The normal temps for most any [desktop] MB should be below 50C.
    Last edited by CLiNT; 2016-01-24 at 21:03.
    DRIVE IMAGING
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  6. #6
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    Thanks everyone.
    The case is warm to the touch and is at room temperature
    I opened up the case and cleaned it out. There weren’t any dust bunnies but I cleaned what little dust there was. I ran the computer for a while with the side panel off and the CPU heat-sink stayed warm to the touch.

    Then I found the manual at http://us.gateway.com/gw/en/US/conte...vers-downloads
    The system environment temp ranges are: Operating:5C – 35 C Non-operating –20 C – 65 C

    Went into the BIOS and found the following information:
    CPU Temp (SB-TS1) 59 System ambient temp: 30C CPU fan speed: 2460 RPM
    Smart fan: Enabled

    Speccy still reports 127C “You've got a broken or corrupt sensor” I believe that to be the case. However I’ll leave things as they are unless the owner wants me to address it further

  7. #7
    Super Moderator satrow's Avatar
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    Use one of the alt. software suggested, chances are that Speccy hasn't got the correct data for your sensor, something I see reported regularly.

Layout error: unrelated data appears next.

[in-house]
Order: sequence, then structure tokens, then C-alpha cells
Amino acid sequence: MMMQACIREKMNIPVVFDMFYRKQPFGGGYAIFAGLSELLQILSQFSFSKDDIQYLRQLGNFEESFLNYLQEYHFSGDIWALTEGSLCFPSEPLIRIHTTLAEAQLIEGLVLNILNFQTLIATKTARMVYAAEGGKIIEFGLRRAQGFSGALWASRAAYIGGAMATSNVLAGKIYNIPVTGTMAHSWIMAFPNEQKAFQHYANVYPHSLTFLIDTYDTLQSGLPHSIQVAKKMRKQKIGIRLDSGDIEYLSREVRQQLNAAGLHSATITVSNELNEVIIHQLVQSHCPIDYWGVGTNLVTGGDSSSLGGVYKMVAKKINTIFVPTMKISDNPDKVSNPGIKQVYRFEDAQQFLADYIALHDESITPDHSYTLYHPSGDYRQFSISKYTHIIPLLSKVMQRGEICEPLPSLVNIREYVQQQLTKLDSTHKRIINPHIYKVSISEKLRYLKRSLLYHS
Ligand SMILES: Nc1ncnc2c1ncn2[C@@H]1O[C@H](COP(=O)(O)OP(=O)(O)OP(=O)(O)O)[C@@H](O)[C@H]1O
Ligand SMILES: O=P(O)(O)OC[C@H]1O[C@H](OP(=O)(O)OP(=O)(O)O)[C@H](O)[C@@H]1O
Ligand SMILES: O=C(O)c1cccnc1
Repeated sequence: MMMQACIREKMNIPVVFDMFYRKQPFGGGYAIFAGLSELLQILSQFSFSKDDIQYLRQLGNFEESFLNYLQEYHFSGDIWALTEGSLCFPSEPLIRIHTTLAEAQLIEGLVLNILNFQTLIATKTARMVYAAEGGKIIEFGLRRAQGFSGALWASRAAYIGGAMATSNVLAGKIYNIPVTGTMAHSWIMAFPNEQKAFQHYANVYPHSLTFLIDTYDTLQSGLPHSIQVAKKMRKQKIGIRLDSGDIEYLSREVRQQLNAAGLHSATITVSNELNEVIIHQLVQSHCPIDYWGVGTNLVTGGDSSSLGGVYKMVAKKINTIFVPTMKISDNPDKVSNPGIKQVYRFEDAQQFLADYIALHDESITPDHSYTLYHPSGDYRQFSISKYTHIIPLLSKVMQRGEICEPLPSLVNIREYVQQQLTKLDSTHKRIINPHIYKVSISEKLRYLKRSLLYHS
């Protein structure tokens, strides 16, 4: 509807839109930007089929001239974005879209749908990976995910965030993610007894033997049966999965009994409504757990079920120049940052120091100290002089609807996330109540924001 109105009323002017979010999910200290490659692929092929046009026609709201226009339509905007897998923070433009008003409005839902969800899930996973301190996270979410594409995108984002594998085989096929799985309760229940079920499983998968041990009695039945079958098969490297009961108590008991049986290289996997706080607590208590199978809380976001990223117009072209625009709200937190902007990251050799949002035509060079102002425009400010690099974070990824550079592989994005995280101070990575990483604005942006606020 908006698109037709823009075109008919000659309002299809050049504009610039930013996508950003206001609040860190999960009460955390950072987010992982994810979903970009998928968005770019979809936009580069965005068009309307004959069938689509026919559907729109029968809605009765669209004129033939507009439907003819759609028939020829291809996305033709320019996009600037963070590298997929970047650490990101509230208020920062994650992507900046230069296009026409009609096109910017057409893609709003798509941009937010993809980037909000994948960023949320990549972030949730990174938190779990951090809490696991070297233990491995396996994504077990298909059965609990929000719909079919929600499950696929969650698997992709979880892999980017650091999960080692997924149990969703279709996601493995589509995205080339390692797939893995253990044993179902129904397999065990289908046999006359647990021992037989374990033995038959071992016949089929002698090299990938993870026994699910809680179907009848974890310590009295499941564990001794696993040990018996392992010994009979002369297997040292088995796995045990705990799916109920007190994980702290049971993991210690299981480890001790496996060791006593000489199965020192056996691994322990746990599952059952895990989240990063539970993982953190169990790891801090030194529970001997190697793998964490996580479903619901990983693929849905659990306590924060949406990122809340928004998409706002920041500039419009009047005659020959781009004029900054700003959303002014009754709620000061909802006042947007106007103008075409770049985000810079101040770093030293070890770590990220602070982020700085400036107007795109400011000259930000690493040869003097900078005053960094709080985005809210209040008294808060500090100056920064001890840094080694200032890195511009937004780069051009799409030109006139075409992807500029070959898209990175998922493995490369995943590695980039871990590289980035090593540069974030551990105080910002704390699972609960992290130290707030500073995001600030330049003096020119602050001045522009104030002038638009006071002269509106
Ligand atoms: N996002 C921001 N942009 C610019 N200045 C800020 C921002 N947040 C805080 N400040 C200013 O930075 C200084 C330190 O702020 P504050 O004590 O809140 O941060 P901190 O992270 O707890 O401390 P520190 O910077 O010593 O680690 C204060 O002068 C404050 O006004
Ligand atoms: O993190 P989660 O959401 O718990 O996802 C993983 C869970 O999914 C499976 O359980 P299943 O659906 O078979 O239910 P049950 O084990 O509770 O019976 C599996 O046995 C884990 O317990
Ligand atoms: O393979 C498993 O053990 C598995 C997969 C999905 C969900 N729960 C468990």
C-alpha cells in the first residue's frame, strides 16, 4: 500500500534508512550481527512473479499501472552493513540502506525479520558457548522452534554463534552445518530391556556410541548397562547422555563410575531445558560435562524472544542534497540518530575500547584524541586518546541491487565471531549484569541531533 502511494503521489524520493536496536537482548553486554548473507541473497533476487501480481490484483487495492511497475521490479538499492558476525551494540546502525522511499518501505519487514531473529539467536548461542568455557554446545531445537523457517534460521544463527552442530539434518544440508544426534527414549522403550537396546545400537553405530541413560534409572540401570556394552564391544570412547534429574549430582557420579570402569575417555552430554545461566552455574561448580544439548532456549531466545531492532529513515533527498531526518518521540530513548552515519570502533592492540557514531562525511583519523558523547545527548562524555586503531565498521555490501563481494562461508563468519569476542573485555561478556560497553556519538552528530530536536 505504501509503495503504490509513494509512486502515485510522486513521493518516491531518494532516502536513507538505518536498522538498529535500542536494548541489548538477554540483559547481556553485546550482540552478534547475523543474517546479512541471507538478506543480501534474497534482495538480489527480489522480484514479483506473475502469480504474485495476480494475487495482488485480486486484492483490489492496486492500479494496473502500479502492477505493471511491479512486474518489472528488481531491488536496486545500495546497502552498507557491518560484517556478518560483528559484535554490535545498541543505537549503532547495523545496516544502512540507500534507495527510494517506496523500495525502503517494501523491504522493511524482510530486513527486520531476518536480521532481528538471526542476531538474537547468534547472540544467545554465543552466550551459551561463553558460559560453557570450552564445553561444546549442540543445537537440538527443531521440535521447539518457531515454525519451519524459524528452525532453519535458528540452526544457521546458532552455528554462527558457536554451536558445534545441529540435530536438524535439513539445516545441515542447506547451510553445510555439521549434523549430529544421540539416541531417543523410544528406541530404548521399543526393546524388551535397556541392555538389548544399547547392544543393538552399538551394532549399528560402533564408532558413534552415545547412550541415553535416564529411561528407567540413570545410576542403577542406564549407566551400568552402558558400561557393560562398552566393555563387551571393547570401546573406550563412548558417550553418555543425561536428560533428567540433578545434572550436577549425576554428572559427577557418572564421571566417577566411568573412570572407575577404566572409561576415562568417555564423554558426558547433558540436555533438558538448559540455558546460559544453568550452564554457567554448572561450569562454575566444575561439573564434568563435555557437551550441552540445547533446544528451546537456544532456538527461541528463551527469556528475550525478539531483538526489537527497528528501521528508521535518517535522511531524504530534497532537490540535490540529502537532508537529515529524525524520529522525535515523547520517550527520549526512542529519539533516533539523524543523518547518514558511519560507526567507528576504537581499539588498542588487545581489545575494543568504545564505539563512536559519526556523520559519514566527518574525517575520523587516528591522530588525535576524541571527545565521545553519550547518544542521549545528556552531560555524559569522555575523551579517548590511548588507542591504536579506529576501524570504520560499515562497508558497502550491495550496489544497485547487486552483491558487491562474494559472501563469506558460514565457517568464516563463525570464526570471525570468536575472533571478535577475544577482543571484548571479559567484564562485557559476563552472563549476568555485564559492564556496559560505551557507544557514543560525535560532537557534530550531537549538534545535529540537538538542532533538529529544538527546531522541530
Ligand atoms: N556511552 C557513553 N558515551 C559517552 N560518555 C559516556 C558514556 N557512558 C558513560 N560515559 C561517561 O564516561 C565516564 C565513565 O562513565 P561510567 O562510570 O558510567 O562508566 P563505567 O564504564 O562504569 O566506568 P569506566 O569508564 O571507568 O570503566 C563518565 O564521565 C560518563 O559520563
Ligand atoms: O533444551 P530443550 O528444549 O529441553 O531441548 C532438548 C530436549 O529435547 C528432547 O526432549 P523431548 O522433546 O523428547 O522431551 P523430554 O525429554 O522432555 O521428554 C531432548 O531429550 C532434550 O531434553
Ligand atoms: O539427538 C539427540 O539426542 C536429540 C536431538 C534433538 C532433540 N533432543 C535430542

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    cmptrgy (2016-01-27)

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    That's a good idea just the same: I have used CPUID before but here's my opportunity to try another software with hwinfo.

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    I got the computer back and downloaded hwinfo. Here are the results and they look normal.
    Gateway temps.PNG
    I'm not a hardware person but I am mechanically inclined
    How can I find out where the sensor is and how to replace it?

  11. #10
    Super Moderator satrow's Avatar
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    They look quite normal, as you said. This indicates that the original software used was probably incapable of correctly reading the sensor, and that the sensor is fine.

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  13. #11
    Super Moderator CLiNT's Avatar